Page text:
University Health Services
McCosh Health Center
Princeton, NJ 08544
Tel 609-258-3141, 609-258-3139


Gastroenteritis (stomach/intestinal flu)
self-care tips

Since the beginning of February, we have been seeing a large number of gastroenteritis (stomach/intestinal flu) cases at Princeton University Health Services. Fifty-three (53) students have been admitted to the Inpatient Services to date (2/14/02). We are providing the following information in the best interest of the health of the campus community.

What is gastroenteritis?

Gastroenteritis, the irritation and inflammation of the stomach and small and large intestines, can be severe and unpleasant, and can result in a loss of essential fluid and nutrients from the body. The symptoms of gastroenteritis can include:

• abdominal cramps
• nausea and vomiting
• diarrhea
• loss of appetite
• weakness
• fever or chills
• headache
• dehydration

If signs of dehydration (crinkled skin, dry mouth, excess thirst or absence of urination for more than six hours) appear, University Health Services, 258-3141 or 258-3139, should be consulted as soon as possible. University Health Services should also be consulted if any of the following occur:

• symptoms persisting for more than 48 hours
• mucus or blood in stools
• fever over 101 degrees
• severe abdominal or rectal pain
• vomiting and diarrhea after being treated 

In general, the symptoms begin 1 to 2 days following infection with a virus that causes gastroenteritis and may last for 1 to 10 days, depending on which virus causes the illness. The current Princeton illness typically begins with a headache and lasts only 24 hours. Gastroenteritis is often called the "stomach flu," although it is not caused by the influenza viruses.

Typically gastroenteritis is not a serious illness and is short in duration. However, gastroenteritis is a serious illness for persons who are unable to drink enough fluids to replace what they lose through vomiting or diarrhea. In such cases, it is best to consult Princeton University Health Services. Since it's sometimes hard to leave your residence during a bout with an upset stomach, the triage nurses (who are available for consultation over the phone 24 hours a day at 258-3141 or 258-3139) can serve as great resources. You can also call Public Safety at 258-3134 for a ride to McCosh Health Center.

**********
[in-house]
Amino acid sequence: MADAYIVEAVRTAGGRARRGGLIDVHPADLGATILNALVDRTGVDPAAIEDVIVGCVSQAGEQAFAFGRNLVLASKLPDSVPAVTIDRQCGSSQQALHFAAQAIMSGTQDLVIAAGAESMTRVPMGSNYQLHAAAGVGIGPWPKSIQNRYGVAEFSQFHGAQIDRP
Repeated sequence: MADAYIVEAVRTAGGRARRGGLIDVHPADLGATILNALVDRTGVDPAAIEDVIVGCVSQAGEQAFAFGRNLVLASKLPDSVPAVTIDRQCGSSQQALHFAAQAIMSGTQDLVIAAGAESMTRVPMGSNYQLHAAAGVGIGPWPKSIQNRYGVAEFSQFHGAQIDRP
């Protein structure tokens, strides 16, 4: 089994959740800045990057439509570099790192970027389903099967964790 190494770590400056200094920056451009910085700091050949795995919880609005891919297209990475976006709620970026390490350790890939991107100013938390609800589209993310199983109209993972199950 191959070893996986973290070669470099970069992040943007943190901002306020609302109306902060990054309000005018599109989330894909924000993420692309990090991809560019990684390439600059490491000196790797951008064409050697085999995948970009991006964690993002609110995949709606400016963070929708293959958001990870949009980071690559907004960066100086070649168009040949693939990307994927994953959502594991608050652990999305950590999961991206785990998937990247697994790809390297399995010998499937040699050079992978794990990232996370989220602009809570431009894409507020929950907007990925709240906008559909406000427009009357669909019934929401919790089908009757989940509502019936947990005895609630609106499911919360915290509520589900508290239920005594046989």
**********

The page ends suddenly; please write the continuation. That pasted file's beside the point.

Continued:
Gastroenteritis can be prevented!

Gastroenteritis is very contagious and can be easily passed from one person to another. It is possible to reduce the chance of getting infected by engaging in frequent hand washing, especially when preparing food and after bowel movements. Hand washing after bowel movements is important since the organism that causes this condition lives in the digestive tract. Also, food and drink should not be shared with others.

Self-care tips:

A person with gastroenteritis will not want to do anything much other than stay in bed and pay frequent visits to the bathroom, and so will need looking after. It is most important to keep drinking to replace the fluid that is lost. There are a few additional things that you can do to make yourself feel better. Give these a try:

• decrease activity until vomiting and diarrhea subside
• do not eat or drink anything for a few hours when the symptoms begin, then begin sips of clear fluids such as ginger ale, broth, tea and gelatin for the first 24 hours or until diarrhea and vomiting stop
• eat bland foods for the second 24 hours, such as crackers, rice, eggs, soup, bread, bananas, applesauce or cooked cereal
• do not consume spicy foods, vegetables, fruits, bran, milk or other dairy products, fried foods, candy or alcohol
• drink 8 to 12 glasses of liquid daily, to prevent dehydration through diarrhea or vomiting as the initial symptoms subside
• take non-aspirin medications (e.g., Tylenol/acetaminophen) for fever, headache and aches. Avoid aspirin and ibuprofen since these medications may irritate the gastrointestinal system

Please call Princeton University Health Services for questions, concerns and medical assistance at 258-3141 or 258-3139 24 hours a day for assistance.

Pamela Bowen, M.D., M.P.H.
Director, Princeton University Health Services